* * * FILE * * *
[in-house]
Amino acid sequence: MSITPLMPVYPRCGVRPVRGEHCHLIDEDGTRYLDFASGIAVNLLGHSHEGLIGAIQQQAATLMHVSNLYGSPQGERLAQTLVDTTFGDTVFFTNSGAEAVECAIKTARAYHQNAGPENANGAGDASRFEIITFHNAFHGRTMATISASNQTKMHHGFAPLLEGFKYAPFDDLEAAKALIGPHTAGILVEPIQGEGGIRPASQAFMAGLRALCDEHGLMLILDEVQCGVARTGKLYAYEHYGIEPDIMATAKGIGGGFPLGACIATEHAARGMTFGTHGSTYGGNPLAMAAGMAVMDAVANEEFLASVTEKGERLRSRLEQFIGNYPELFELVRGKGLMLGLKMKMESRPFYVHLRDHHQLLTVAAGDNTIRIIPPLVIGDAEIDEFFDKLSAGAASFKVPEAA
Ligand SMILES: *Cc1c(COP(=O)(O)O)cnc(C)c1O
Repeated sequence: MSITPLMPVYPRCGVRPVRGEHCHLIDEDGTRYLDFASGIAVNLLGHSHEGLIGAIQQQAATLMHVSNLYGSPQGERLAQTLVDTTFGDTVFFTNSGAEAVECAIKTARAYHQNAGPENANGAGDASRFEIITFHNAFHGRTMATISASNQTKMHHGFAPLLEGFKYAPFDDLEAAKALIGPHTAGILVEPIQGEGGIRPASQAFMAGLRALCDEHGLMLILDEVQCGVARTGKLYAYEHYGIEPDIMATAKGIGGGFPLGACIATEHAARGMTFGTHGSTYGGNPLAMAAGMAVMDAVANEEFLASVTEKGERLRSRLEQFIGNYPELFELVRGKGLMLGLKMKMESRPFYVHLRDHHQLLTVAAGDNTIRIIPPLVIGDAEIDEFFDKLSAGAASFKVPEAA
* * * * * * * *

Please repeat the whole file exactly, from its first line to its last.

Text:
[in-house]
Amino acid sequence: MSITPLMPVYPRCGVRPVRGEHCHLIDEDGTRYLDFASGIAVNLLGHSHEGLIGAIQQQAATLMHVSNLYGSPQGERLAQTLVDTTFGDTVFFTNSGAEAVECAIKTARAYHQNAGPENANGAGDASRFEIITFHNAFHGRTMATISASNQTKMHHGFAPLLEGFKYAPFDDLEAAKALIGPHTAGILVEPIQGEGGIRPASQAFMAGLRALCDEHGLMLILDEVQCGVARTGKLYAYEHYGIEPDIMATAKGIGGGFPLGACIATEHAARGMTFGTHGSTYGGNPLAMAAGMAVMDAVANEEFLASVTEKGERLRSRLEQFIGNYPELFELVRGKGLMLGLKMKMESRPFYVHLRDHHQLLTVAAGDNTIRIIPPLVIGDAEIDEFFDKLSAGAASFKVPEAA
Ligand SMILES: *Cc1c(COP(=O)(O)O)cnc(C)c1O
Repeated sequence: MSITPLMPVYPRCGVRPVRGEHCHLIDEDGTRYLDFASGIAVNLLGHSHEGLIGAIQQQAATLMHVSNLYGSPQGERLAQTLVDTTFGDTVFFTNSGAEAVECAIKTARAYHQNAGPENANGAGDASRFEIITFHNAFHGRTMATISASNQTKMHHGFAPLLEGFKYAPFDDLEAAKALIGPHTAGILVEPIQGEGGIRPASQAFMAGLRALCDEHGLMLILDEVQCGVARTGKLYAYEHYGIEPDIMATAKGIGGGFPLGACIATEHAARGMTFGTHGSTYGGNPLAMAAGMAVMDAVANEEFLASVTEKGERLRSRLEQFIGNYPELFELVRGKGLMLGLKMKMESRPFYVHLRDHHQLLTVAAGDNTIRIIPPLVIGDAEIDEFFDKLSAGAASFKVPEAA